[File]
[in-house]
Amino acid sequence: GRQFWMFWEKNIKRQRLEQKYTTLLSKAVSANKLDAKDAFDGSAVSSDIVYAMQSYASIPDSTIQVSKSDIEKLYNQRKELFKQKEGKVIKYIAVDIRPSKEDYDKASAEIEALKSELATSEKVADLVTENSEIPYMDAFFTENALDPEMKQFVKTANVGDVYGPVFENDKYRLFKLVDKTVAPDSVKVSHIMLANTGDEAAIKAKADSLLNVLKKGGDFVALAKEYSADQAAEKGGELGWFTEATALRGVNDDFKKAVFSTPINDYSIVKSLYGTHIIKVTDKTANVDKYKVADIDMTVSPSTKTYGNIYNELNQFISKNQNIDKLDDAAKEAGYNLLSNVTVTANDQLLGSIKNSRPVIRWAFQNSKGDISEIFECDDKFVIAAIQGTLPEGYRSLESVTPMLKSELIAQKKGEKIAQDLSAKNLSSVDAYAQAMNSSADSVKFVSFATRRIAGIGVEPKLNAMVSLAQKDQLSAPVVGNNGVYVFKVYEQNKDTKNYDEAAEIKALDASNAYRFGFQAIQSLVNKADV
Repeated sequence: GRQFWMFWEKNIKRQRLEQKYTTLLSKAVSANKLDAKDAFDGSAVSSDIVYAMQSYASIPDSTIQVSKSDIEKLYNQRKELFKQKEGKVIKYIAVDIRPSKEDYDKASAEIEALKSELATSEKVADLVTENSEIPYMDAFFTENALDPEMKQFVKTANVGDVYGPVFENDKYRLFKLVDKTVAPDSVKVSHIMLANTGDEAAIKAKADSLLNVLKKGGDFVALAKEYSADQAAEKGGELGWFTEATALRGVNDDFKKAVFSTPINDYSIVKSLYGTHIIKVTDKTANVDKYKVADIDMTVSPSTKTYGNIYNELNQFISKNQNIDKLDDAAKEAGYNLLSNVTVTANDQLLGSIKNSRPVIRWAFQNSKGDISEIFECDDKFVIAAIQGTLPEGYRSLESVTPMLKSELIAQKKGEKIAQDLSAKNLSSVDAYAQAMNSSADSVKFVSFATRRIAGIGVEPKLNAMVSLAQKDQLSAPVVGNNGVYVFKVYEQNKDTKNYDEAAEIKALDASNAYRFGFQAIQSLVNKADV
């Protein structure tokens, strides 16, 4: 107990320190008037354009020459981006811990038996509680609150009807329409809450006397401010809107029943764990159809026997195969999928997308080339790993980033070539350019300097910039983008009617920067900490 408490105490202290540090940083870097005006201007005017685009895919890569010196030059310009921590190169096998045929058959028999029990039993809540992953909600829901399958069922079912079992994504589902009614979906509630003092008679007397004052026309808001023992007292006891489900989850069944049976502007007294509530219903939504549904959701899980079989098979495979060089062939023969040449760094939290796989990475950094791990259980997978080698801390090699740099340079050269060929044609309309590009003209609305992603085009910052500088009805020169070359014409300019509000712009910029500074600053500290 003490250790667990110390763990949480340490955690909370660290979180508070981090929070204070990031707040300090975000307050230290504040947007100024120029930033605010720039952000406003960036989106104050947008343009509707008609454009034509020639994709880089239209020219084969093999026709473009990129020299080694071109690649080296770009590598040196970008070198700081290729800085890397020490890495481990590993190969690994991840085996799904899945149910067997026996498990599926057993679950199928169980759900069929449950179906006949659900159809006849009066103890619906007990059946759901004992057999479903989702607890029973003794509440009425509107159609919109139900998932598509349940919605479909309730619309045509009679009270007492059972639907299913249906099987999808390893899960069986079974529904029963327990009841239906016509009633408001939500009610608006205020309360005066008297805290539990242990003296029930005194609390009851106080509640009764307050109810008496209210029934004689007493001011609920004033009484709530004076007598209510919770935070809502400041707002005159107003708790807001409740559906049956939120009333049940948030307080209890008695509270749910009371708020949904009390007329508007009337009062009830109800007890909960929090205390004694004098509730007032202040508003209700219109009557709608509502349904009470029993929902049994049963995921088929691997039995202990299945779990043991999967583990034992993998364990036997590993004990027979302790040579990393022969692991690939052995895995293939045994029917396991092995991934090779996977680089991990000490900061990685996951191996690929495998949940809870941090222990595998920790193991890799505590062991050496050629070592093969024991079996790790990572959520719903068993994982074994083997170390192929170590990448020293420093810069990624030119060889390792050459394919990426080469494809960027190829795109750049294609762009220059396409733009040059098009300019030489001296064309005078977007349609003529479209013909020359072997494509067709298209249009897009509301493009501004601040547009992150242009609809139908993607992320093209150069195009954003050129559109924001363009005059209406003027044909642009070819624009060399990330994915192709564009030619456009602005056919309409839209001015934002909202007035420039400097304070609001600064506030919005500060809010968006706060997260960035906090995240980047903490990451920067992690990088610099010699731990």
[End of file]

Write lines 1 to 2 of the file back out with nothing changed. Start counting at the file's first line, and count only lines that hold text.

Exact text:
[in-house]
Amino acid sequence: GRQFWMFWEKNIKRQRLEQKYTTLLSKAVSANKLDAKDAFDGSAVSSDIVYAMQSYASIPDSTIQVSKSDIEKLYNQRKELFKQKEGKVIKYIAVDIRPSKEDYDKASAEIEALKSELATSEKVADLVTENSEIPYMDAFFTENALDPEMKQFVKTANVGDVYGPVFENDKYRLFKLVDKTVAPDSVKVSHIMLANTGDEAAIKAKADSLLNVLKKGGDFVALAKEYSADQAAEKGGELGWFTEATALRGVNDDFKKAVFSTPINDYSIVKSLYGTHIIKVTDKTANVDKYKVADIDMTVSPSTKTYGNIYNELNQFISKNQNIDKLDDAAKEAGYNLLSNVTVTANDQLLGSIKNSRPVIRWAFQNSKGDISEIFECDDKFVIAAIQGTLPEGYRSLESVTPMLKSELIAQKKGEKIAQDLSAKNLSSVDAYAQAMNSSADSVKFVSFATRRIAGIGVEPKLNAMVSLAQKDQLSAPVVGNNGVYVFKVYEQNKDTKNYDEAAEIKALDASNAYRFGFQAIQSLVNKADV